Pour three cups of rice into a bowl. Fill the bowl with cold water. Stir the rice in the water, making sure you don't crush the grains, then throw out the water. Repeat five times.
I'm 9 years old -- in my mother's kitchen on the second floor of our house in Tehran. It's mid-morning, early summer, but the heat is already oppressive.
I've been out of school for a week. I spend my days playing in the yard with my two sisters and with the occasional cousin who comes over for a visit. I harass the gardener to let me water the lawn, even if there's no need for it, sit with the maid in the narrow strip of shade in the servants' yard and watch her soak our clothes in enormous pewter tubs that she has filled with water, soap and lavender. When she's not looking, I dip my hands, up to the elbows, in the cool water and watch the soap bubbles coat my skin.
The sixth time you fill the bowl, don't throw the water out. Put a piece of rock salt in it and let the rice soak overnight.
My mother is 26 years old. Every summer, she teaches my sisters and me things every woman needs to know. We've learned to sew buttons and hems, to crochet and knit, to iron shirts and dresses. This year, she's teaching me how to make rice, because she's going to Israel with her sisters for two months. One of them is having surgery in Tel Aviv, and the others are going to take care of the patient while she recovers.
This is the first time since she's been married that my mother will travel without my father, but she tells me she's not afraid, she's actually excited, looking forward to what she thinks will be a great adventure.
The next morning, bring half a pot of water to a boil on the stove. Pour out the saltwater from the soaking rice, and add the rice to the boiling water in the pot. Add two tablespoons of salt and a tablespoon of oil. Stir the rice once, making sure you don't crush the grains.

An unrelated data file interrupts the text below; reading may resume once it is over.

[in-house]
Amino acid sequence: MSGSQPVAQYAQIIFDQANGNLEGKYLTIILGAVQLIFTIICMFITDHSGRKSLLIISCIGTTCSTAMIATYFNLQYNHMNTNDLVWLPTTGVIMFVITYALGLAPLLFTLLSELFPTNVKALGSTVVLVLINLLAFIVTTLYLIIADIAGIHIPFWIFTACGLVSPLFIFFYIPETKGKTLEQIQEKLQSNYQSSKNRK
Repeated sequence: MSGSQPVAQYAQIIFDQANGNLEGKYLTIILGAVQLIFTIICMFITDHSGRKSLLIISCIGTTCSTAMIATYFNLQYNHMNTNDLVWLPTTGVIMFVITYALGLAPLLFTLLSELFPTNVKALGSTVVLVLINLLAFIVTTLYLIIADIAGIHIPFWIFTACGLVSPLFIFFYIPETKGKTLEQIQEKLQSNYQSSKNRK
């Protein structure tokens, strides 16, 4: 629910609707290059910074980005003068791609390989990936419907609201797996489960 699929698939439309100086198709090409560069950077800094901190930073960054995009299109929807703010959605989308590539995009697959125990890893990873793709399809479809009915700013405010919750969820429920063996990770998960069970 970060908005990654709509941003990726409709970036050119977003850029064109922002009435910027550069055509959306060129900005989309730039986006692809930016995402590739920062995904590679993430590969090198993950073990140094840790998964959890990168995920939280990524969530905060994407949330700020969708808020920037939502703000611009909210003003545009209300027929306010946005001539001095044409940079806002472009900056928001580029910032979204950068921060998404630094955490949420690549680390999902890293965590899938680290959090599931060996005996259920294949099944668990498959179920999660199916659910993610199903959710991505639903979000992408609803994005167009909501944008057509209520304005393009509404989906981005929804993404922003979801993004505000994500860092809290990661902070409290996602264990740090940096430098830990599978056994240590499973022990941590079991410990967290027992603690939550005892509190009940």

In Tel Aviv, my mother and her sisters rent an apartment by the month. There are four of them, plus the one who's had surgery, and some cousins who live in other parts of Israel and come by for extended visits. It's like they're kids again, my mother writes in her letters to us, living together on Simorgh Street, without husbands or kids or the weight of their daily routine back in Tehran.
In the pictures she sends, my mother's always laughing. Her hair has grown longer; it has blond highlights from the sun. She looks happy, and confident, and younger than I've ever known her.
Let the rice cook in the boiling water, with the pot uncovered, for seven to eight minutes. Take a grain or two out of the water, blow on it till it's cool, then test it between your front teeth. Make sure you wait till the rice is cooled off, or you'll burn the tip of your tongue. If you can bite into the grains without much resistance, turn off the flame, put up the pot and pour the rice and the water into a large colander.
When she comes back from Israel, my mother talks more loudly, more openly, than she had before she left. She laughs more easily, as well. In Israel, she says, women are not expected to be quiet and solemn all the time.